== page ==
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Red Sea Crisis

Red Sea crisis rerouting adding up to $300,000 in fuel costs

Photo: Seatrade Maritime Angad Banga, Caravel talking at the Hong Kong Foreign Correspondents Club
As shipowners and charterers avoid the Red Sea due to Houthi attacks and divert via the Cape of Good Hope they are faced with a hefty additional fuel bill.

Many responsible shipowners and charterers are saying they will not transit through the Red Sea and the Suez Canal because of the inherent risk that exists, said Angad Banga, COO of the Caravel Group which owns one of the world’s largest ship managers Fleet Management.

Banga explained at a Hong Kong Foreign Correspondents’ Club event on Tuesday although it is perceived that only vessels that are US, UK, or Israeli-owned or controlled are targeted and at risk, the reality is that is not what’s happening and targets that are not from those countries have been hit.

The costs of these diversions are significant. Banga estimated that re-routing through Cape Town could add around $200,000 - 300,000 fuel cost per trip from Asia to Europe, assuming 15 extra days of voyage, consumption of 30 tonnes of fuel per day and $650-700 per metric tonne of fuel.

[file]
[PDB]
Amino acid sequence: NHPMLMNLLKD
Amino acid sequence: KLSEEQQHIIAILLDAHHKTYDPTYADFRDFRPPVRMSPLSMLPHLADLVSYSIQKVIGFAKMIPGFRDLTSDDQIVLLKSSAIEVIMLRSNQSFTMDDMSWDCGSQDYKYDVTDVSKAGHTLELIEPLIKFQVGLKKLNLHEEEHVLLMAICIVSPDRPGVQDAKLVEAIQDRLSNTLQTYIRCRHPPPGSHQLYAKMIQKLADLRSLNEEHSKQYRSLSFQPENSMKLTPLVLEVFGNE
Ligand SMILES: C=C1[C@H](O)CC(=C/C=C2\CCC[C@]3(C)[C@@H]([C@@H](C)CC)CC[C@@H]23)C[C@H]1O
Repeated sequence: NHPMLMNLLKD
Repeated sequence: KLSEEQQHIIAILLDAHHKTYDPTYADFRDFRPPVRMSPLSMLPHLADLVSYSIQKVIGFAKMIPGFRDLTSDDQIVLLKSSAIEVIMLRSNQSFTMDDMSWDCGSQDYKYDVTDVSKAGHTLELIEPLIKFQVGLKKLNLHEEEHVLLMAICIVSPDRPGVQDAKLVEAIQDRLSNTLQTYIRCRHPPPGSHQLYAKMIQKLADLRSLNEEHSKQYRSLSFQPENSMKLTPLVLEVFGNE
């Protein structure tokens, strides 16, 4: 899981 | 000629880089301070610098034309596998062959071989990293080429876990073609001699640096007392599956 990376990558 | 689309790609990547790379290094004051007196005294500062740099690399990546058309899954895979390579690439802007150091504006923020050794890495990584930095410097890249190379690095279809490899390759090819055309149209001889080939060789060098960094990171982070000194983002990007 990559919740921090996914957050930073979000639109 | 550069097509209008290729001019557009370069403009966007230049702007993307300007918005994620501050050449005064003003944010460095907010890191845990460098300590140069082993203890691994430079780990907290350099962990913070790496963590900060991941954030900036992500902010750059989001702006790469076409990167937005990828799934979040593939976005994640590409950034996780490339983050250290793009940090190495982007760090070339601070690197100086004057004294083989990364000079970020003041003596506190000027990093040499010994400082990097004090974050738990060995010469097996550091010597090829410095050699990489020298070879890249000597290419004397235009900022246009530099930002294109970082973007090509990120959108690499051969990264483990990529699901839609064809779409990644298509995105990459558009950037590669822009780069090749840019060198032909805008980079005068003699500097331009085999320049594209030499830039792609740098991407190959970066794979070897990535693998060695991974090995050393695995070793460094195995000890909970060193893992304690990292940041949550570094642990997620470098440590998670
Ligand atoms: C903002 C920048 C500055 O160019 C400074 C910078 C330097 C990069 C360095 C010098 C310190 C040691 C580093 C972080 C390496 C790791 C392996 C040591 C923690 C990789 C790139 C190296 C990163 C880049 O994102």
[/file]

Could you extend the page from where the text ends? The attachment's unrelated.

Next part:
The current price of very low sulphur fuel oil (VLSFO) in Hong is $652.50 per tonne, and $648 per tonne in Singapore, according to Ship & Bunker. Over the last six months the highest price level for VLSFO in Hong Kong was $710.50 per tonne with a low of $599.50 per tonne.

Meanwhile, traffic going through the Suez has dropped around 60% under the threat of attacks from Houthi Armed Forces, according to Tim Huxley, founder and chairman of Hong Kong-based shipowner Mandarin Shipping.

“Seafarers on those ships are at risk. It’s a scary place out there and they are not trained to be in a war zone or conflict zone,” said Banga, stressing that we need to put the seafarer agenda top of mind and front of mind before anything else. He also pointed out that certain trade union-related regulations have come through the International Bargaining Forum giving seafarers the right to refuse to go seven days before entering the zone.

Olivia Lennox-King, COO of Cetus Maritime which operates a fleet of more than 40 bulkers, said her company would not send ships to the area at the moment. She distinguished the Red Sea situation from the Somalian pirate crisis back in 2011 where pirate attacks were from small vessels and armed guards on board could protect the crew. However, armed guards would not be enough to tackle drone and missile attacks in the Red Sea.